Chil­dren, would-be sui­cide bombers, face re­lease

Those ac­cused of per­pe­trat­ing, at­tempt­ing at­tacks as young as 12

Santa Fe New Mexican - - FRONT PAGE - By Rod Nordland

KABUL, Afghanistan — The 14-year-old boy squat­ted on his haunches on the floor of the prison and, un­bid­den, be­gan to chant the verses of a Pashto poem in a high, beau­ti­ful voice. It was an a cap­pella el­egy in which a pris­oner im­plores his fam­ily not to visit him on the Mus­lim hol­i­day of Eid.

And do not come to us for Eid, for we are not free to wel­come you.

I don’t want you to look at my chest, for there are no but­tons on my shirt.

Don’t come to this asy­lum, for we are all lu­natics in here.

The boy’s name was Mus­lim, and he was among 47 boys be­ing held in the Badam Bagh ju­ve­nile de­ten­tion cen­ter in Kabul as na­tional se­cu­rity threats. Most were charged with plant­ing, car­ry­ing or wear­ing bombs, and many of them, like Mus­lim, were ac­cused of try­ing to be­come sui­cide bombers.

None of Mus­lim’s fam­ily vis­ited him dur­ing Eid last sum­mer. “They are an­gry with me,” he said. “I don’t blame them.”

For au­thor­i­ties, chil­dren like him present a co­nun­drum: what to do with them when they fin­ish their sen­tences, which of­ten range from two to 10 years. Many will be re­leased just as they reach adult­hood, when they are even more ca­pa­ble of caus­ing may­hem.

The Afghan Min­istry of Jus­tice ar­ranged for a re­porter to visit the prison last Au­gust at the re­quest of the New York Times. Be­cause of their youth, the boys in this ar­ti­cle are iden­ti­fied only by their first names, and then only names that are com­monly used in Afghanistan. Only those boys who agreed to par­tic­i­pate in the in­ter­views did so, and a min­istry of­fi­cial and a coun­selor were present.

The boys in what Badam Bagh of­fi­cials call the sui­cide bombers wing ranged in age from 12 to 17. Their cases were in var­i­ous stages; some had been con­victed and were serv­ing their sen­tences, while oth­ers were await­ing trial.

They shared one com­plaint: As far as they were con­cerned, there were no at­tempted sui­cide bombers in the sui­cide bombers wing, which is on the third floor of the prison.

Mus­lim, who is from Ku­nar prov­ince in east­ern Afghanistan, said he was only a Tal­iban con­script.

“I am not a sui­cider,” he said. “The Tal­iban made me fight for them.”

But then he added, with a smirk, “In prison, ev­ery­one lies.”

Shakur, a 14-year-old from Kun­duz prov­ince, had been in the prison for just a week when he was in­ter­viewed. Nearly 6 feet tall al­ready, Shakur still bore cuts and bruises all over his head and arms from a bomb that had ac­ci­den­tally blown up in his face. He said he had been with some­one else who set off the bomb and then fled.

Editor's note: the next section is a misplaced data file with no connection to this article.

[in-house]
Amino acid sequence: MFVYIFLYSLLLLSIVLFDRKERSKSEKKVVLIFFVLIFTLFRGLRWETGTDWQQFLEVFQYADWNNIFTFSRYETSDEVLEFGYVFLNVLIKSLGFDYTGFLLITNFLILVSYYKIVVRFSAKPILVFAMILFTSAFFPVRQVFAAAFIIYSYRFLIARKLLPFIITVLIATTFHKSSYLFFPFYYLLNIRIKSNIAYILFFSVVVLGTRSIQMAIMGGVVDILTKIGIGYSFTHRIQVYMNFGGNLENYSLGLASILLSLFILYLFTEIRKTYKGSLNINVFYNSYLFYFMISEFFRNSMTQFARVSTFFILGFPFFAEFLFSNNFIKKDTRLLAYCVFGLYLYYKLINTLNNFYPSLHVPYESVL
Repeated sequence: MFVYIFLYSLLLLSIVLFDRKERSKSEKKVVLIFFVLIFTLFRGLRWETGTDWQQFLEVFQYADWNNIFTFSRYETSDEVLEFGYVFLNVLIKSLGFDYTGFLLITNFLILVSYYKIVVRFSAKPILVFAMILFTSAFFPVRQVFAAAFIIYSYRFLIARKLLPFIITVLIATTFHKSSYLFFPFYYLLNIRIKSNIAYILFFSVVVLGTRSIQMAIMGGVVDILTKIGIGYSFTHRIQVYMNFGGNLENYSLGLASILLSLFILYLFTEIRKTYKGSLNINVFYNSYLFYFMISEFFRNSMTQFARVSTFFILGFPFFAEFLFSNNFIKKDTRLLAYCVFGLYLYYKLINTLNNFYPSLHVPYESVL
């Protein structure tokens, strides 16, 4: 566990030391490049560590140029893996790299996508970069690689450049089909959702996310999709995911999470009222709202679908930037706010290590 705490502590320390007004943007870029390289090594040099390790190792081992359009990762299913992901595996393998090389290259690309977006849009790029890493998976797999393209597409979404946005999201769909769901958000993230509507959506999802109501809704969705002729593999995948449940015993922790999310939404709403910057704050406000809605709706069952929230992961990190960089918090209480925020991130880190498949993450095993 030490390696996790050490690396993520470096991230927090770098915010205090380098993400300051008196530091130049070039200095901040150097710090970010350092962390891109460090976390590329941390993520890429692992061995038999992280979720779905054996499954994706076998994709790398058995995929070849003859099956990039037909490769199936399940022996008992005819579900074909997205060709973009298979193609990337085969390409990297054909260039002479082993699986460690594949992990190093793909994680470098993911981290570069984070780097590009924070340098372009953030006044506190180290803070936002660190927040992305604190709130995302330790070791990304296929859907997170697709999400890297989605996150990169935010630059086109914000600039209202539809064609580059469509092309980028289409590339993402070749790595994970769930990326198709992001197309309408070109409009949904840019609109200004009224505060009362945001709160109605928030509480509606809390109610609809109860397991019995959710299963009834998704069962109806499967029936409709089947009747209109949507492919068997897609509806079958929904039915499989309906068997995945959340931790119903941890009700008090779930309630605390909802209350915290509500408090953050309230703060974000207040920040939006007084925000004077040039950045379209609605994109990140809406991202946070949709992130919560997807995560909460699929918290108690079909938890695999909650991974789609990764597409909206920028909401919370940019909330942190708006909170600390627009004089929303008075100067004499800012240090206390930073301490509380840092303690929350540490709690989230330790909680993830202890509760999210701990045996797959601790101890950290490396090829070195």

Amin­ul­lah, also 14, had been in jail for 16 months. At age 13, he was caught with a bag full of ex­plo­sives and a phone full of mes­sages from the Tal­iban urg­ing him to kill Amer­i­cans.

“The lo­cal po­lice beat me to force me to con­fess,” he said.

Atiqul­lah, 16, had been in jail for seven months after set­ting off a bomb that killed six peo­ple and

wounded eight. Po­lice said that Atiqul­lah’s life had been spared when the bomb det­o­nated pre­ma­turely, but that he had clearly in­tended to die in the at­tack. In prison, he had just be­gun to grow a wisp of a beard.

“I did it,” he said. “But I wasn’t a sui­cider.”

Mo­ham­mad Aman Ri­azat, the Min­istry of Jus­tice of­fi­cial who set up the prison visit, dis­missed such claims.

“Ev­ery­one in jail is in­no­cent,” he said. “Many of these boys are sui­cide bombers.”

Those charged with sui­cide bomb­ing of­fenses are seg­re­gated from the al­most 700 other chil­dren in Badam Bagh, a fa­cil­ity that un­til 2017 housed only women, and in some cases their very young chil­dren, but is now a ju­ve­nile prison in­stead. In Au­gust, all but 21 of the pris­on­ers were boys.

“We can’t have these chil­dren to­gether with oth­ers, or they ex­port their ex­trem­ism and in­fect other kids,” said Ab­dul Baseer An­war, the Afghan min­is­ter of jus­tice. “Oth­er­wise they go in a thief and come out a sui­cide bomber.”

KIANA HAYERI NEW YORK TIMES

Shakur, 14, has cuts and bruises from a bomb that ac­ci­den­tally blew up in his face a week be­fore. He’s held at the Badam Bagh ju­ve­nile de­ten­tion cen­ter in Kabul.

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